The secret diary of . . . Judge Raoul Neave
One finds one remains in hot water over this silly business about the poor man who drove over the Korean.
The gutter press was full of it this morning. It quite put me off my breakfast.
'Darling,' said the old girl, 'you haven't touched your boiled egg. Would you like me to cut your toast into soldiers?'
I put on a brave face, and said I wasn't hungry.
In fact I was famished by the time I stepped through the front door of my club.
Tuppy Glossop was in the games room, throwing a dwarf. 'Yowsa!', he cried, as the little fellow flew through a hoop.
He said, 'Want a turn? Try your luck with this one. Officially, he's a midget, not a dwarf; marvellously aerodynamic.'
'No thanks,' I said, and sank into a horsehair armchair.
'Why the long face?'
Tuppy never follows the news. He really has no idea what's going on in the world. Damned good MP, though.
He sank into the armchair next to mine while I told him all about the case of the Forsyth Barr senior analyst - a pillar of the community, a man with an impeccable character and spotless record, married, a parent, in the top tax bracket - who drove his Saab over a man who upset him.
I told him it wasn't a hit and run because spotless pillars don't do that.
Tuppy broke wind. 'Yowsa!' he cried. "Ah, the old slap on the wrist with a wet bus ticket," he snorted.
I began telling him about the rest of my judgment - that I'd criticised media interest in the case as 'vulgar and prurient' - when I realised he'd snored off.
I went into the dining room to chew it over, but ordered fish pie for my main and custard for dessert.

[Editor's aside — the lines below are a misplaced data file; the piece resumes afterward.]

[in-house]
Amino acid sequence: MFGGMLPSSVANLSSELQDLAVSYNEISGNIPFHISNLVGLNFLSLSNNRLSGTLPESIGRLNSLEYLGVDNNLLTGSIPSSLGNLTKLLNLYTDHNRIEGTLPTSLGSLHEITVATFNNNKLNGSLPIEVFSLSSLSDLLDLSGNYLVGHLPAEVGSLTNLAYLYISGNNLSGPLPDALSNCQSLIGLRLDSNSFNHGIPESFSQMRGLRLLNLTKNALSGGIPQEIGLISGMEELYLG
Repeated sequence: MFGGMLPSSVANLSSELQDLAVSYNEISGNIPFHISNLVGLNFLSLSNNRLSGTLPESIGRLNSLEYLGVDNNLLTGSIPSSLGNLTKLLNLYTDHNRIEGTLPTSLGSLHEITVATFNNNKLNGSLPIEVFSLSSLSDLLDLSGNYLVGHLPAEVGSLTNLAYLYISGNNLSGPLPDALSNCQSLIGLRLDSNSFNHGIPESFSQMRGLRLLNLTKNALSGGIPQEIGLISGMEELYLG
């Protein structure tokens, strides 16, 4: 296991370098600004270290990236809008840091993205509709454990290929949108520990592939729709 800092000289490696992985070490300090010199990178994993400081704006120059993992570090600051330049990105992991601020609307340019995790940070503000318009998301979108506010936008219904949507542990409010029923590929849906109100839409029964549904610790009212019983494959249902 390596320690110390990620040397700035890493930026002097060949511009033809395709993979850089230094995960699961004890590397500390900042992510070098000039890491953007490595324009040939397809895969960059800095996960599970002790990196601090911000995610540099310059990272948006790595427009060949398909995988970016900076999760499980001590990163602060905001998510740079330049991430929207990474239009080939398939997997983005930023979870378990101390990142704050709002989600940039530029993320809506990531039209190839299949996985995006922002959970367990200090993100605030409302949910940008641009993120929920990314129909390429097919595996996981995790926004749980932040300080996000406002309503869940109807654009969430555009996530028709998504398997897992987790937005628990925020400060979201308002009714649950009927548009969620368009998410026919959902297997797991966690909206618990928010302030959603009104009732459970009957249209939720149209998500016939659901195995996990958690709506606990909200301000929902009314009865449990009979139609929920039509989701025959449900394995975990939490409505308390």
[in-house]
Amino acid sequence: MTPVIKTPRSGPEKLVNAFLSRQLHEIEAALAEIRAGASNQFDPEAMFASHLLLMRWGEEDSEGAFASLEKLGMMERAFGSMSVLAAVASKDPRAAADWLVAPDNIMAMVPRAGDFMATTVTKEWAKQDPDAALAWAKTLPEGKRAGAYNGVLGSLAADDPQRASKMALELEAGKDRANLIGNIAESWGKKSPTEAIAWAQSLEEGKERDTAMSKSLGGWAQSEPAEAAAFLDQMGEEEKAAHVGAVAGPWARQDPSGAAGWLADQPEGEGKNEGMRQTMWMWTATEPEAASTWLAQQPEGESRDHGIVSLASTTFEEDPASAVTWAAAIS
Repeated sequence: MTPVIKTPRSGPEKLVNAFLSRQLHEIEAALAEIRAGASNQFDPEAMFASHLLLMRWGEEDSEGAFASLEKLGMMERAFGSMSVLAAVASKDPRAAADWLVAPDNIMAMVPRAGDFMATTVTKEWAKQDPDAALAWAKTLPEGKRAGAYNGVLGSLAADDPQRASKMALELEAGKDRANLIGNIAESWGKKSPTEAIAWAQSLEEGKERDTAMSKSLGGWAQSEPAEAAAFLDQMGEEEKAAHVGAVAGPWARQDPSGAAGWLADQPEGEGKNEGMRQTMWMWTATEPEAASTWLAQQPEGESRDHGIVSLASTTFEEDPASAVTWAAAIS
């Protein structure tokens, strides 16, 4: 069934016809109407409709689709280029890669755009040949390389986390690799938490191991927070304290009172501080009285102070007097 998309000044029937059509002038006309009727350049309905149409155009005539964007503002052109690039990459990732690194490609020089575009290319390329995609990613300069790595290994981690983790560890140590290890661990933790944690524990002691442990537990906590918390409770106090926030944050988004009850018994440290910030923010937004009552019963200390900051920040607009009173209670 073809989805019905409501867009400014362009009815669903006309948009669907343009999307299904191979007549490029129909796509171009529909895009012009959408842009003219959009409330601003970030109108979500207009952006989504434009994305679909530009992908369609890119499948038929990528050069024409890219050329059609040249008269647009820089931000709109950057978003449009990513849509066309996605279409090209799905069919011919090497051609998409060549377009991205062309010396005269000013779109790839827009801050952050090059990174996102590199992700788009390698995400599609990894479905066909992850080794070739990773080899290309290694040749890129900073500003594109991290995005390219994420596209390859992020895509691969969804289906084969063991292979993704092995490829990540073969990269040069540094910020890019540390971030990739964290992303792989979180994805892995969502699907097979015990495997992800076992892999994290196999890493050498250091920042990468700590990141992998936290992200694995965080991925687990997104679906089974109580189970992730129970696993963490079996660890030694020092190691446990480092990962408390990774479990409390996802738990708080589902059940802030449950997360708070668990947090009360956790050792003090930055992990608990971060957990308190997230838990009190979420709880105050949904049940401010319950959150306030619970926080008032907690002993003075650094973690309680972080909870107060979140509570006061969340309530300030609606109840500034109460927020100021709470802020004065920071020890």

More letters to the editor from idiots demanding that I step down from the bench.
But who could blame Guy Hallwright, the real victim in this sad affair, from responding as he did when Sung Jin Kim banged his fists on the bonnet of Mr Hallwright's Saab?
He must have looked at Mr Kim and thought: this person eats dogs.
'Take no notice of them, old man,' advised Pongo Twistleton.
We met at the club bar; when I walked in, the room fell silent, and every pair of eyes gave me an accusing look.
But not Pongo. The man's a brick. Loyal as they come.
'I say,' he said, 'buy us a drink, will you? I'm a bit short.'
'So am I,' said a voice at my knee. I looked down at an empty glass being held up by the aerodynamic midget.
Went to work.
'As your honour pleases.'
'Yes, your honour.'
'No, your honour.'
'Three strikes full, your honour.'
Feeling much better.
Tuppy Glossop phoned this morning.
He said, 'We've had a vote.'
'The club executive. I'm sorry to tell you this, but you're banned from the club.'
'Your membership has been revoked. You're out.'
'Must dash,' he said, and hung up.
I felt like the victim of a hit and run.
Taranaki Daily News